There is one month in the year that is harder on executive leaders than any other month, and it’s August.
Being an executive leader in the Church has not been easy over the past few years. We’ve all had to experience what was supposed to be twenty or so years of change compressed down into just two to three years. We’ve dealt with organizational change, dwindling physical attendance, confusion over the role of digital in our ministries, staff turnover, executive/pastoral transition, and more.
However, there is one month in the year that is harder on executive leaders than any other month, and it’s August. Most senior pastors have taken some time off over the summer to get away and get clarity in the direction of where God is calling them to lead the church. It’s a quiet(er) time. People are away for the summer. You’ve likely had a short vacation yourself with the family; yet long enough to desperately need a vacation without the family. But while July appears calm and uneventful on the outside, there is an inner tension or anticipation around a question: “what is my senior leader going to come back with?”.
One of the things we love the most about our senior leaders, which simultaneously can be the most difficult thing to handle, is that they have a vision that is typically larger than the organization can handle. That’s a great thing, right? We follow them because we trust the Lord’s calling on their life and their ability to see past current realities towards a preferred future. We’re also keenly aware that the majority of the pressure to carry out that vision with the staff and volunteers falls on the shoulders of the executive leader.
One of my favorite books, and one I have always felt is incredibly relevant to the Church, is Predictable Success by Les McKowen. If you haven’t read it, I strongly recommend it. One of the main concepts is that predictable success happens when there is harmony and balance between the visionary leader (the person responsible for growing the organization) and the operational leader, (the person responsible for executing the vision of the organization). If you are too vision heavy, there is chaos and unsustainable growth. If you are too systems-heavy, there is a bureaucracy that will eventually lead to irrelevance.
So why is this August especially difficult? With all of the changes of the past few years, the executive’s role in creating harmony and balance with systems to accomplish the leader’s vision was already hard enough. The lead pastor’s vision to reach the lost and grow the church hasn’t changed, but the organizational strategies required to effectively achieve that vision couldn’t be more different, all while we’re continuing to deal with all the internal issues of losing staff and re-organizing towards an uncertain future. In short, the executive’s role is more difficult than it has ever been, and this month will likely highlight that fact.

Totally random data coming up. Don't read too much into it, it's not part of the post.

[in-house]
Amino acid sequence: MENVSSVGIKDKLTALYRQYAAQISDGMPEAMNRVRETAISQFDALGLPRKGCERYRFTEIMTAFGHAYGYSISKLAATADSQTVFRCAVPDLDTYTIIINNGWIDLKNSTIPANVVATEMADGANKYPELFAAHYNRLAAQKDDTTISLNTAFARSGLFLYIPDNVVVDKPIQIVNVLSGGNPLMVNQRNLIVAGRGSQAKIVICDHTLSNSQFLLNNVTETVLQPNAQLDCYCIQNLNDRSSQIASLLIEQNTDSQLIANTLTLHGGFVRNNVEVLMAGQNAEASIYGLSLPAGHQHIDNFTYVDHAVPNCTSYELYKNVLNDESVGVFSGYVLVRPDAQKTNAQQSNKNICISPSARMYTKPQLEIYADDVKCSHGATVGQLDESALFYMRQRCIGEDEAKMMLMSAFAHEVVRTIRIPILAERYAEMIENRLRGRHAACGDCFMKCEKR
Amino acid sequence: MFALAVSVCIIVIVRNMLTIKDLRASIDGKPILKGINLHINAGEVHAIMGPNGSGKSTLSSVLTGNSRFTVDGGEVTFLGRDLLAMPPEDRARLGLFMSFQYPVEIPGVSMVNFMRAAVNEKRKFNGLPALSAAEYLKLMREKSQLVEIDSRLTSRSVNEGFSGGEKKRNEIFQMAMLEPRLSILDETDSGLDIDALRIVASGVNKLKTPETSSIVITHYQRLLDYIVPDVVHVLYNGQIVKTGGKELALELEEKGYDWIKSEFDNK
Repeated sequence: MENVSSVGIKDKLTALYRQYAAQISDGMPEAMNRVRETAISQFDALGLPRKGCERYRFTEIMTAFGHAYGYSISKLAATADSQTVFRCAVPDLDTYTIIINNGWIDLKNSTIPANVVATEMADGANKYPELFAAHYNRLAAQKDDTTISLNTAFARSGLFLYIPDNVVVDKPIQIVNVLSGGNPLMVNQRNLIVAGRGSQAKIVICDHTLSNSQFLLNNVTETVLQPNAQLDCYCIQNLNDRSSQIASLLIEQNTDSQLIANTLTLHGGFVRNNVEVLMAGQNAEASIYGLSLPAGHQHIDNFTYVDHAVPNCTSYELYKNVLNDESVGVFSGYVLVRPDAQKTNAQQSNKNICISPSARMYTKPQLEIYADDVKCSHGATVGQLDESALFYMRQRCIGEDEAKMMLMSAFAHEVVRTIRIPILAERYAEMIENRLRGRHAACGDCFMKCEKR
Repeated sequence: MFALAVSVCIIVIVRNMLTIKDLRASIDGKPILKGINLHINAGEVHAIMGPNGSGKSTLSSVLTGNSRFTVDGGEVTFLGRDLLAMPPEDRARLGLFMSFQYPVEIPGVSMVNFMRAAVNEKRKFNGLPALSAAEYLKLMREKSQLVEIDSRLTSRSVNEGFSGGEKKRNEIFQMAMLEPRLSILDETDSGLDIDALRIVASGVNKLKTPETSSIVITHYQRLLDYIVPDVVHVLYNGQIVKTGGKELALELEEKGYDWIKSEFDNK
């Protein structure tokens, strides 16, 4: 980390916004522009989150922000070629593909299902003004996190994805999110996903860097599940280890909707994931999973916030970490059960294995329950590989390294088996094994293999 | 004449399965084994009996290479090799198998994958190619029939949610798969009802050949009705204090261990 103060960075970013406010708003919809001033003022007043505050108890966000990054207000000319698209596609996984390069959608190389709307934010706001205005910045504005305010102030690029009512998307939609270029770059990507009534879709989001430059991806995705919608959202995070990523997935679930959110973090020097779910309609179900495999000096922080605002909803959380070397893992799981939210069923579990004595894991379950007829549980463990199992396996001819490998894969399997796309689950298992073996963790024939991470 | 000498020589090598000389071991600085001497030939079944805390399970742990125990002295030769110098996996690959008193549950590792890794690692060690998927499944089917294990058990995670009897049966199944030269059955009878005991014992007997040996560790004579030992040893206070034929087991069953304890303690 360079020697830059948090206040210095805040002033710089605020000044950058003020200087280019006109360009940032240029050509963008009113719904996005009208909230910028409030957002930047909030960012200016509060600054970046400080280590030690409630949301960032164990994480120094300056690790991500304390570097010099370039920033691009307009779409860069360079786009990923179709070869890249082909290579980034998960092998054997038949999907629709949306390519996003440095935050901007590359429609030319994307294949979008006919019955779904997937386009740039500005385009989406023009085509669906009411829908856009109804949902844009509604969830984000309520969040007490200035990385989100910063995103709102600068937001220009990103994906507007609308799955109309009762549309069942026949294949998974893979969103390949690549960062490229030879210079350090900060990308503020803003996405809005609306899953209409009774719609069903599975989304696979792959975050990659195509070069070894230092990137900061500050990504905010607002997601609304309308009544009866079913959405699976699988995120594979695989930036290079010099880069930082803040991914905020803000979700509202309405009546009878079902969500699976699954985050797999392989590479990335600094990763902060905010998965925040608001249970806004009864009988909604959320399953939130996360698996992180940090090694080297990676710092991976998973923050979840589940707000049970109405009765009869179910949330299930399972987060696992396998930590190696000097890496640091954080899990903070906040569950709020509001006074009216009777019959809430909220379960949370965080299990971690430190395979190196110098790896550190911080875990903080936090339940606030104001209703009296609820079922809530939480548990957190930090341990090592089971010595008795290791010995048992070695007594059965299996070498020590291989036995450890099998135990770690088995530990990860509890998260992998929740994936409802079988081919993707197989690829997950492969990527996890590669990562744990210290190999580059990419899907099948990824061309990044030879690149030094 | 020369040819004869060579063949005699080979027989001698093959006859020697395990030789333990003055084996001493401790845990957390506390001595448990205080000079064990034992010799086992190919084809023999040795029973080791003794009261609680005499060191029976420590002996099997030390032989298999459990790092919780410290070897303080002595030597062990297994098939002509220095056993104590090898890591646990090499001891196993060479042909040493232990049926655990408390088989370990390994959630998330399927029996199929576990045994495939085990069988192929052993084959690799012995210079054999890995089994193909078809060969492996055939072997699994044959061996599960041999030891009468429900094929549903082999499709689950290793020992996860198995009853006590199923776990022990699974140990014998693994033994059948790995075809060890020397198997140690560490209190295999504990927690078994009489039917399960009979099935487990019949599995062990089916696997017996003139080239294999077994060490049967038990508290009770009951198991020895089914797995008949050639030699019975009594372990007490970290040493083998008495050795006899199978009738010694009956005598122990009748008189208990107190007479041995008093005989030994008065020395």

That being said, we see you. Below are a few suggestions we think can help you in this season.
Be Direct and Ask A Lot of Questions
Some of the best advice on leading up I have been given is that our answer to senior leaders is never “no”, but always “how”. That doesn’t mean we create unrealistic expectations for our leaders; it means that we provide options with realistic possibilities. As an example, in my role as a consultant over the years, I have told church leaders many times that I have two jobs: 1) to get you exactly what you are asking for, and 2) to set the realistic parameters of what is required to make that happen.
With that being said, one of the best things to do in these situations is to ask questions. One of the best questions to ask is “what are we prepared to say no to in order to say yes to this?”
Don’t Do Ministry Alone
Executive leaders can easily get on an island, and we don’t feel that leaders should shoulder all of this change and uncertainty alone. We are seeing executive leaders all over the country getting together in Virtual Roundtables every month to discuss their successes, challenges, and ideas with mentors and peers.
Consider an Experienced, Objective Opinion from Someone Outside the Organization
The joke is that you are an expert until you join the staff. In a season where we are battling the impact of the current realities, it can make the preferred future, or at the least the path towards the preferred future, unclear. Sometimes we simply need an experienced and objective guide to help us walk down that path towards clarity.
If any of this applies to you, we would love to help. This fall, we are rolling out Coaching On-Demand, which will allow you to access experienced leaders when you need them most, and without any long-term commitments.
We are also continuing to work with churches on our Clear Path Forward, which helps executive teams create clarity in the path between their current reality and their preferred future as an organization.
And as always, we are continuing to grow our Virtual Roundtables, which is an opportunity for you to connect with a mentor and peers over a six-month period.